Holiday shopping is an annual tradition for many people. But while it may be customary to exchange gifts with loved ones during the holiday season, how those gifts are purchased has changed dramatically over the last decade and a half.
Thanks to advancements in technology, many holiday shoppers get their shopping done without ever setting foot in malls or shopping centers. And data indicates more and more shoppers are using their smartphones to do their holiday shopping. According to Nielsen Mobile Measurement, the number of mobile shoppers in December 2014 rose to 138.1 million users, an increase of nearly 14 million users from the same period just a year earlier. And mobile shoppers averaged nearly a full hour more shopping on the Web from their mobile phones in 2014 than in 2013.
Convenience often drives shoppers’ decisions to use their mobile phones during the holiday season. But it’s important that shoppers not sacrifice security for the sake of convenience. Those who want the best of both worlds this holiday season can take several steps to protect their personal information while shopping on their smartphones.
• Only use shopping apps with which you’re comfortable. Downloading an app only takes a few seconds, and some shoppers are so used to downloading apps they may not realize just what they’re downloading. Before installing an app on your phone, familiarize yourself with the app and what it requests of its user. Some apps ask users for a considerable amount of personal information, even though there is no legitimate reason for them to have that information. If you’re uncomfortable with apps that require you to allow access to your location and other potentially sensitive information, don’t download the app.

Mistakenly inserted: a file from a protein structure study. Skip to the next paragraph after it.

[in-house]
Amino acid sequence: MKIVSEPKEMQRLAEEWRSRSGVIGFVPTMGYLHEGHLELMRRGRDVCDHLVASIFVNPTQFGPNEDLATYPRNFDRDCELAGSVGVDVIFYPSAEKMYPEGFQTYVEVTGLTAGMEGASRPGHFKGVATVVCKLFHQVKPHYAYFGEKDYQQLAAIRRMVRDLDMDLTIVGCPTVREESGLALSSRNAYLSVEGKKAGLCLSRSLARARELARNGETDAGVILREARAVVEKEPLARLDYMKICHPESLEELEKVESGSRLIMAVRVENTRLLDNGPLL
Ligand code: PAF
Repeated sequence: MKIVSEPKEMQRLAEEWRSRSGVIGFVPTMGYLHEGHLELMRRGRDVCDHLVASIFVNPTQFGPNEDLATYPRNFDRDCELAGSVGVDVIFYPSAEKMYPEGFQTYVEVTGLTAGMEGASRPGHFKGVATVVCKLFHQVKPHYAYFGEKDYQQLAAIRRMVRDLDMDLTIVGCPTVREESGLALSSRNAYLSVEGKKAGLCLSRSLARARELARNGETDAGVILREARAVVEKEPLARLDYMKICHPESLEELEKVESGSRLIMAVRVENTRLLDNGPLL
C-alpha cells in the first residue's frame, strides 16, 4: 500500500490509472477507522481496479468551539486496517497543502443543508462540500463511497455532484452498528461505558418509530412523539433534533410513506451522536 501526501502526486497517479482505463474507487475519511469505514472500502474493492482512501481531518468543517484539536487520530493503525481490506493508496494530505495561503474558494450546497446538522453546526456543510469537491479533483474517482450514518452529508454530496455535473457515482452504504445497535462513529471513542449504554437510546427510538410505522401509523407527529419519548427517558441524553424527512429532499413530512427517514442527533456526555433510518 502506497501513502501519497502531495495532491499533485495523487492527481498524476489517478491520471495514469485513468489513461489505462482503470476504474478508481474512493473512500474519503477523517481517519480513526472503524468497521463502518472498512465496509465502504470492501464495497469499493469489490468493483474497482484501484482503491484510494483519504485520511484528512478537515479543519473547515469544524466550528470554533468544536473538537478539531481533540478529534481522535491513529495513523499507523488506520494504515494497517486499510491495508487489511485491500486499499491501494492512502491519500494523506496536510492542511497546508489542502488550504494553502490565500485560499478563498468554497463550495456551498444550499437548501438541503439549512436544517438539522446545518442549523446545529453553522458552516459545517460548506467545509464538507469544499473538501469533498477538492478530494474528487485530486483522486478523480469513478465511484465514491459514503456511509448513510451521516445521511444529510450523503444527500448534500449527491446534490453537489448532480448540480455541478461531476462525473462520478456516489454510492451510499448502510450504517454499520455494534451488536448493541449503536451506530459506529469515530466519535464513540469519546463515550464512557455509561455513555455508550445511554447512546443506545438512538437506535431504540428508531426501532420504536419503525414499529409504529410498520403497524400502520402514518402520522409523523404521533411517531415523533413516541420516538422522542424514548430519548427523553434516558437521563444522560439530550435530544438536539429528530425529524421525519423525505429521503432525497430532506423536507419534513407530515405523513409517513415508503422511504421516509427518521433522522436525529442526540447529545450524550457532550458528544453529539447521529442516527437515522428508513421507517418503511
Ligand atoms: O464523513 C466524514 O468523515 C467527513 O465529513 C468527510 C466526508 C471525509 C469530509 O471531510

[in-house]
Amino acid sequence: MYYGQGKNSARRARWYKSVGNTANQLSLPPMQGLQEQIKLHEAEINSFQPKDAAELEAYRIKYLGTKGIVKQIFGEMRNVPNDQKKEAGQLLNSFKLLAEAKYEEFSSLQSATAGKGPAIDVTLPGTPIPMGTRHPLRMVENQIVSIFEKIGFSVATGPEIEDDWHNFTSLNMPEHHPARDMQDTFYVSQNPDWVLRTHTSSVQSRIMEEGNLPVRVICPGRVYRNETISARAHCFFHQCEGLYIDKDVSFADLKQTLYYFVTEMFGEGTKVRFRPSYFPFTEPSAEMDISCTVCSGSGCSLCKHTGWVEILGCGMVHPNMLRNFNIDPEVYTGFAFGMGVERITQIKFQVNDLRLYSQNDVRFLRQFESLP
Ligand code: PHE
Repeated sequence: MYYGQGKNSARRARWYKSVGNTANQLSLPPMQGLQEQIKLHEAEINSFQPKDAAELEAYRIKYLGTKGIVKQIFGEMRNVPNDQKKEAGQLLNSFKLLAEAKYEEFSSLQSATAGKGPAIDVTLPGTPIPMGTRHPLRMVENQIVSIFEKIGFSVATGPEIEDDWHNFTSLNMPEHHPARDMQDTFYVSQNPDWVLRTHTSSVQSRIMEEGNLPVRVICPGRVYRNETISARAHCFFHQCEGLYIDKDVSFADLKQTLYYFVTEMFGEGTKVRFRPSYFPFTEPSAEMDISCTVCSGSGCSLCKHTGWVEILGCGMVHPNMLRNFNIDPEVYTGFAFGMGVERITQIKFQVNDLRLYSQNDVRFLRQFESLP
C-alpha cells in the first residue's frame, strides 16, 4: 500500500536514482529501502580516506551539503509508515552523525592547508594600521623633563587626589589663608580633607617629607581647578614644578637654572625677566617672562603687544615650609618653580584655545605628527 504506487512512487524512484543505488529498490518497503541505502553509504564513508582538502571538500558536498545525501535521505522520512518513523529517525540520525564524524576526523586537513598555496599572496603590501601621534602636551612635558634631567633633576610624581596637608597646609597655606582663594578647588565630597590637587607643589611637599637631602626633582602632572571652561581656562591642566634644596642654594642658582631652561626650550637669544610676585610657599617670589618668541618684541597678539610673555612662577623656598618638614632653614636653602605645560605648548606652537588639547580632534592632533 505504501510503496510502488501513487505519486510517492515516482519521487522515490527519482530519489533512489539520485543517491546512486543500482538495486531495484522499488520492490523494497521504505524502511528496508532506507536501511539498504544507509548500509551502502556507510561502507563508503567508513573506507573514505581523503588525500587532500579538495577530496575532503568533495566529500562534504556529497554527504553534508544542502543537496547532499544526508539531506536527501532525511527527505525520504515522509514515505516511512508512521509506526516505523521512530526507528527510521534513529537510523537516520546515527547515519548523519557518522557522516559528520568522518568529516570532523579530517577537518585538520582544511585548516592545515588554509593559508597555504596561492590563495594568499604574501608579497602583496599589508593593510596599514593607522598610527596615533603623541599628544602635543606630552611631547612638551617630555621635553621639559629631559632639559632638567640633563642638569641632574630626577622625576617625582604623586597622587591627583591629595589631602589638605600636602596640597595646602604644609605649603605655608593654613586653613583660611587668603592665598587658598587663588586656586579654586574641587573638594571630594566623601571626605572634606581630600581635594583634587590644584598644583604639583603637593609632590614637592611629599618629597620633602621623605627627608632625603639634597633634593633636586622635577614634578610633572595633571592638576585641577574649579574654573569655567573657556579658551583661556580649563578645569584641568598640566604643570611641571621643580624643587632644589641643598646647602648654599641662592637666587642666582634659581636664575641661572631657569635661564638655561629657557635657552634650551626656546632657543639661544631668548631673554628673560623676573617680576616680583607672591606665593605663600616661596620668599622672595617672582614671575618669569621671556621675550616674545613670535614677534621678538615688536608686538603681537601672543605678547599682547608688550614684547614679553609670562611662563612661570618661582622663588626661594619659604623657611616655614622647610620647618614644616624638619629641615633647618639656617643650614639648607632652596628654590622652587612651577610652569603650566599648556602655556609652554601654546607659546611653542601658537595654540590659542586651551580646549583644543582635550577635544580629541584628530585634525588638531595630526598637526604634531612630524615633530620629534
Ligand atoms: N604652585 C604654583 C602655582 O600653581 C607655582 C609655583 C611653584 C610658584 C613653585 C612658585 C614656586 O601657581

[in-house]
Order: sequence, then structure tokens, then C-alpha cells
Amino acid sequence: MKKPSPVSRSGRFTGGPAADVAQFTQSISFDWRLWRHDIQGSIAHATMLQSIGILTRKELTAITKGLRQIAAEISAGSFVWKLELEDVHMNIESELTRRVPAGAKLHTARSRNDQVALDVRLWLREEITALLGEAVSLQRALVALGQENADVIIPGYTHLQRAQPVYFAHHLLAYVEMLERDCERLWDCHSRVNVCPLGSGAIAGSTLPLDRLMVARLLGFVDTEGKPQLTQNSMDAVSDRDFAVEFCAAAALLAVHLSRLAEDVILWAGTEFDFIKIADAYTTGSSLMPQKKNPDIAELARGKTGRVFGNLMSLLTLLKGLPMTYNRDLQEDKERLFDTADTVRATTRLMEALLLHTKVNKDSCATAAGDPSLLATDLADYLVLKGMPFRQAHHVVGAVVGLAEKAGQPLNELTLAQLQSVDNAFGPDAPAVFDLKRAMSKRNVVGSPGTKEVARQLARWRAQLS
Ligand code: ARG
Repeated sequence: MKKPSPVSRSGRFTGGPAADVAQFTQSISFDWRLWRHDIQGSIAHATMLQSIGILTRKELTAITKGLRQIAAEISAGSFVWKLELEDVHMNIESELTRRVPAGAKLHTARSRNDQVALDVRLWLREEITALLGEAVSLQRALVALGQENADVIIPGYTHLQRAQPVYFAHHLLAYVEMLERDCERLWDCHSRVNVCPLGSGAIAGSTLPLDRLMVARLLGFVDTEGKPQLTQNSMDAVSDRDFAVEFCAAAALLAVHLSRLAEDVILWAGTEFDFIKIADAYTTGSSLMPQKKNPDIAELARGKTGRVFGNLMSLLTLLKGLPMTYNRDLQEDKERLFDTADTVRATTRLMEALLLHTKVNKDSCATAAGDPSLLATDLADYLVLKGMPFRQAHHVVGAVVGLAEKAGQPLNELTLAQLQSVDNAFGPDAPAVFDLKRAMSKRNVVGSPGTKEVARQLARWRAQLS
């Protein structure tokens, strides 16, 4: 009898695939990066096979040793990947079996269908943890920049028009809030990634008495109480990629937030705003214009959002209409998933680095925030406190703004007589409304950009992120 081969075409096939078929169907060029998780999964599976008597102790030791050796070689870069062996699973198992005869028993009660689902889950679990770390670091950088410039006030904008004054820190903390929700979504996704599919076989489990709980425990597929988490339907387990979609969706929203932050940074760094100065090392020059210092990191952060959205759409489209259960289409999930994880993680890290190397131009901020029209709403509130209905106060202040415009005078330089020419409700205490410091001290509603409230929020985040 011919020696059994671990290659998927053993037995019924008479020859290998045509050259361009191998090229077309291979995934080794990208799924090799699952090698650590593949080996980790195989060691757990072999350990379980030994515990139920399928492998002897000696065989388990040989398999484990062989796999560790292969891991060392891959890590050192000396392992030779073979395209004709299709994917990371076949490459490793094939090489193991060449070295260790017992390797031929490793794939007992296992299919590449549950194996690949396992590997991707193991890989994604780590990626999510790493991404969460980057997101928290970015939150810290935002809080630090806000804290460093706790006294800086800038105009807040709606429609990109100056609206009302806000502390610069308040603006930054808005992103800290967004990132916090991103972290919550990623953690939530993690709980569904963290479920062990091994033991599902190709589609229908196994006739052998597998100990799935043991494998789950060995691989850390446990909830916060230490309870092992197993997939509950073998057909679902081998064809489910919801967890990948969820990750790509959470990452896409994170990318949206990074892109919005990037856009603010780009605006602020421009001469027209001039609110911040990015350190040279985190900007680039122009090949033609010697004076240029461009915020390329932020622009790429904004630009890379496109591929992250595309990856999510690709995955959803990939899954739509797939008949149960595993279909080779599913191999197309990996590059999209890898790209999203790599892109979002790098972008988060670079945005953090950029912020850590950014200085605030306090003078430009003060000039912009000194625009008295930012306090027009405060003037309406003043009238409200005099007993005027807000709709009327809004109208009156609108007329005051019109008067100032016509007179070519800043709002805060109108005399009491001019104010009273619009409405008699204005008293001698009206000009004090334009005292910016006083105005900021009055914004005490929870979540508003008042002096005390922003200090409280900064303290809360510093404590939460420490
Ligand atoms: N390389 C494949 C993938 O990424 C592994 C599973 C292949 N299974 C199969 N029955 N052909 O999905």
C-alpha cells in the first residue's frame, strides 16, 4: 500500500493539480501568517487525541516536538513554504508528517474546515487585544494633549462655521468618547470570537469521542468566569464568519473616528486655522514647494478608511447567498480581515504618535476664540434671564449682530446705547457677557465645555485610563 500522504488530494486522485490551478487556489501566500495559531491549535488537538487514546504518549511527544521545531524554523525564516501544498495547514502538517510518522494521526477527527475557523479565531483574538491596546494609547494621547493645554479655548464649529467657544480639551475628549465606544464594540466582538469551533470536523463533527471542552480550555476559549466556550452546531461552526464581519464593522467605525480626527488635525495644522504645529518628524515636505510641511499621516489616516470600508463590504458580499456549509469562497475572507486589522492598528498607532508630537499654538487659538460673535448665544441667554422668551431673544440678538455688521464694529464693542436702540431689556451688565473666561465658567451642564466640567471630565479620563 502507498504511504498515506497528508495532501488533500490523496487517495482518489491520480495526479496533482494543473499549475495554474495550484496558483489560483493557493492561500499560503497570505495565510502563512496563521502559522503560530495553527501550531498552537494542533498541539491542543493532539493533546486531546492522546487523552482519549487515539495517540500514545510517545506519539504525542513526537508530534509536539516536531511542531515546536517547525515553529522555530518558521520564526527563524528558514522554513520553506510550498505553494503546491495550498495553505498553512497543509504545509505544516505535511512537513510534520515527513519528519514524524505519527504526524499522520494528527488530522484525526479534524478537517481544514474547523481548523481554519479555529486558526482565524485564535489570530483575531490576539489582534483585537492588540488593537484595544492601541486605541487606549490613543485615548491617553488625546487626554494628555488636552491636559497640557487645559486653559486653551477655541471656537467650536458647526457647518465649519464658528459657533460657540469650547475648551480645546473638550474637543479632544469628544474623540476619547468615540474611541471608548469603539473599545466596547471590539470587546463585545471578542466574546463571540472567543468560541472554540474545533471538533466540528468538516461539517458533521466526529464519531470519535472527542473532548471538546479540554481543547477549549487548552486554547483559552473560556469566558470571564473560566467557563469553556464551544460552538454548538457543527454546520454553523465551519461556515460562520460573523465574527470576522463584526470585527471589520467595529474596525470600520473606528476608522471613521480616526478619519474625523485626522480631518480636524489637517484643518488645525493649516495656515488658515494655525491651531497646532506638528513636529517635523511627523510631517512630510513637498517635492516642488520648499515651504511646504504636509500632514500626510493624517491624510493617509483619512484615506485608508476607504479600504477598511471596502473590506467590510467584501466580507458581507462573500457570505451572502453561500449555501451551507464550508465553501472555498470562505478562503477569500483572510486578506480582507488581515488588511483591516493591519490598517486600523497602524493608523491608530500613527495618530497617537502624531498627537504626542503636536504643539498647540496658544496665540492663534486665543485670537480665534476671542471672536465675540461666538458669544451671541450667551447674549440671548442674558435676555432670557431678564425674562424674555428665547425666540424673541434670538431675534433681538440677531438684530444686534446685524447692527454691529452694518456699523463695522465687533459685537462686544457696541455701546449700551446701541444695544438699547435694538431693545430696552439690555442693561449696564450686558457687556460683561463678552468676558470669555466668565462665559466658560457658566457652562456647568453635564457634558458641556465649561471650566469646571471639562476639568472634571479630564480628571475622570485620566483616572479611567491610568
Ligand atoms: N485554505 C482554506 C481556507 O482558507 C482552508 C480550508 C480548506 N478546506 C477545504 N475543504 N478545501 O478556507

• Sign out when you stop using an app. It may be convenient to stay signed in to an app at all times, but that can leave you vulnerable to hackers and/or thieves. Many apps store users’ credit card numbers so shoppers don’t have to enter such information each time they make a purchase. If you stay signed in to an app at all times, hackers who access your smartphone can then access your credit card information, as can thieves should your phone be stolen. Signing out when you finish using an app provides an extra measure of protection.
• Turn off automatic connections. Many smartphones enable users to automatically connect to nearby Wi-Fi networks so they can seamlessly access the Internet regardless of where they are. However, some Wi-Fi networks are fraudulent, and you may unknowingly be transmitting sensitive data through such networks when you automatically log on. Disable automatic connections, only logging on to secure Wi-Fi networks when out in public.
• Browse but don’t buy. Shoppers who are especially concerned about smartphone security may want to use apps and their smartphone’s Internet connections to browse rather than buy. Avoid logging into apps or websites when using your smartphone, instead browsing deals and jotting them down on the phone’s notes app. You can then make purchases once you gain access to a secure network, such as the one at your home or office.
Holiday shoppers are increasingly turning to their smartphones to do their holiday shopping. While the convenience of such devices may be unrivaled, consumers must prioritize security over expediency.